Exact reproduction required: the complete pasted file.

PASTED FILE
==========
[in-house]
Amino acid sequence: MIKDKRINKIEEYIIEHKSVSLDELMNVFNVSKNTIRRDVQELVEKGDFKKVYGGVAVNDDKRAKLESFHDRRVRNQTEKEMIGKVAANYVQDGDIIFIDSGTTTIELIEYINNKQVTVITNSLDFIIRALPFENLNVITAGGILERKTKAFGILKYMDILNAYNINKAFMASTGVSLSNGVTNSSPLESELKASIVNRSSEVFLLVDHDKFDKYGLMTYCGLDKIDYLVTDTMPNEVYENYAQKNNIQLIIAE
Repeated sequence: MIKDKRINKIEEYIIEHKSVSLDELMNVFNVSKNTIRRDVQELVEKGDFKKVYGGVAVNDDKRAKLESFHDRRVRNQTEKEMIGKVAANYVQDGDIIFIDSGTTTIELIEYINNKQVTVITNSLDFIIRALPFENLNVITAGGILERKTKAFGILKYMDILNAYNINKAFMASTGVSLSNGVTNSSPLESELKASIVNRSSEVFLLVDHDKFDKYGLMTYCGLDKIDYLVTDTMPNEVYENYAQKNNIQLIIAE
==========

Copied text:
[in-house]
Amino acid sequence: MIKDKRINKIEEYIIEHKSVSLDELMNVFNVSKNTIRRDVQELVEKGDFKKVYGGVAVNDDKRAKLESFHDRRVRNQTEKEMIGKVAANYVQDGDIIFIDSGTTTIELIEYINNKQVTVITNSLDFIIRALPFENLNVITAGGILERKTKAFGILKYMDILNAYNINKAFMASTGVSLSNGVTNSSPLESELKASIVNRSSEVFLLVDHDKFDKYGLMTYCGLDKIDYLVTDTMPNEVYENYAQKNNIQLIIAE
Repeated sequence: MIKDKRINKIEEYIIEHKSVSLDELMNVFNVSKNTIRRDVQELVEKGDFKKVYGGVAVNDDKRAKLESFHDRRVRNQTEKEMIGKVAANYVQDGDIIFIDSGTTTIELIEYINNKQVTVITNSLDFIIRALPFENLNVITAGGILERKTKAFGILKYMDILNAYNINKAFMASTGVSLSNGVTNSSPLESELKASIVNRSSEVFLLVDHDKFDKYGLMTYCGLDKIDYLVTDTMPNEVYENYAQKNNIQLIIAE